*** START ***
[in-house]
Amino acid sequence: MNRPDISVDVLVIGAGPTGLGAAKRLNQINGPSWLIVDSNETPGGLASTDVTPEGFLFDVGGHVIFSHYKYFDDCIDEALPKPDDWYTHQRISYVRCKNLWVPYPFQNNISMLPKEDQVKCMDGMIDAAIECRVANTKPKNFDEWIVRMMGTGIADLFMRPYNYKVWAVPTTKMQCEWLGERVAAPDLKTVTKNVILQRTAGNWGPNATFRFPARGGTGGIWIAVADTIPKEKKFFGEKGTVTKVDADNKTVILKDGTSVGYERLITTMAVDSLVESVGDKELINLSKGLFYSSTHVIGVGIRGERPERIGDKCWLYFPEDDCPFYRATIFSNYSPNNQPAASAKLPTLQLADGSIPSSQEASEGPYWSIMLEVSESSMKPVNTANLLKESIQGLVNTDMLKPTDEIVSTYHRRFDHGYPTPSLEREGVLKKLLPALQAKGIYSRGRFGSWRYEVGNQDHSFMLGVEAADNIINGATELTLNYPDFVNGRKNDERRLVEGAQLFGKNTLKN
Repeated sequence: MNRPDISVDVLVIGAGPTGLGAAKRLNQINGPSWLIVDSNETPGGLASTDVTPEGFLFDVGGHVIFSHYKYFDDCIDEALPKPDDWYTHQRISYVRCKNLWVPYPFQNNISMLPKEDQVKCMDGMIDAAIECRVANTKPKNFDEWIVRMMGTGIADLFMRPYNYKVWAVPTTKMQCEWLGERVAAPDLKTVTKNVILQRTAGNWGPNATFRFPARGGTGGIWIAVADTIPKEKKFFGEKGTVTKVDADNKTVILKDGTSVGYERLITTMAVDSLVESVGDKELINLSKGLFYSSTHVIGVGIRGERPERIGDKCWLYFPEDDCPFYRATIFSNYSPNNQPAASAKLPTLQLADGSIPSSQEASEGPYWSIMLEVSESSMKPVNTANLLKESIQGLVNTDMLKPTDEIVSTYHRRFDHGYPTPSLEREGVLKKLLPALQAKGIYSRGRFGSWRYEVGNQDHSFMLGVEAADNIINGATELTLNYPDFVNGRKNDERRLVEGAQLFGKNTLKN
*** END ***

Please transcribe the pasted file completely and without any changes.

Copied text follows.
[in-house]
Amino acid sequence: MNRPDISVDVLVIGAGPTGLGAAKRLNQINGPSWLIVDSNETPGGLASTDVTPEGFLFDVGGHVIFSHYKYFDDCIDEALPKPDDWYTHQRISYVRCKNLWVPYPFQNNISMLPKEDQVKCMDGMIDAAIECRVANTKPKNFDEWIVRMMGTGIADLFMRPYNYKVWAVPTTKMQCEWLGERVAAPDLKTVTKNVILQRTAGNWGPNATFRFPARGGTGGIWIAVADTIPKEKKFFGEKGTVTKVDADNKTVILKDGTSVGYERLITTMAVDSLVESVGDKELINLSKGLFYSSTHVIGVGIRGERPERIGDKCWLYFPEDDCPFYRATIFSNYSPNNQPAASAKLPTLQLADGSIPSSQEASEGPYWSIMLEVSESSMKPVNTANLLKESIQGLVNTDMLKPTDEIVSTYHRRFDHGYPTPSLEREGVLKKLLPALQAKGIYSRGRFGSWRYEVGNQDHSFMLGVEAADNIINGATELTLNYPDFVNGRKNDERRLVEGAQLFGKNTLKN
Repeated sequence: MNRPDISVDVLVIGAGPTGLGAAKRLNQINGPSWLIVDSNETPGGLASTDVTPEGFLFDVGGHVIFSHYKYFDDCIDEALPKPDDWYTHQRISYVRCKNLWVPYPFQNNISMLPKEDQVKCMDGMIDAAIECRVANTKPKNFDEWIVRMMGTGIADLFMRPYNYKVWAVPTTKMQCEWLGERVAAPDLKTVTKNVILQRTAGNWGPNATFRFPARGGTGGIWIAVADTIPKEKKFFGEKGTVTKVDADNKTVILKDGTSVGYERLITTMAVDSLVESVGDKELINLSKGLFYSSTHVIGVGIRGERPERIGDKCWLYFPEDDCPFYRATIFSNYSPNNQPAASAKLPTLQLADGSIPSSQEASEGPYWSIMLEVSESSMKPVNTANLLKESIQGLVNTDMLKPTDEIVSTYHRRFDHGYPTPSLEREGVLKKLLPALQAKGIYSRGRFGSWRYEVGNQDHSFMLGVEAADNIINGATELTLNYPDFVNGRKNDERRLVEGAQLFGKNTLKN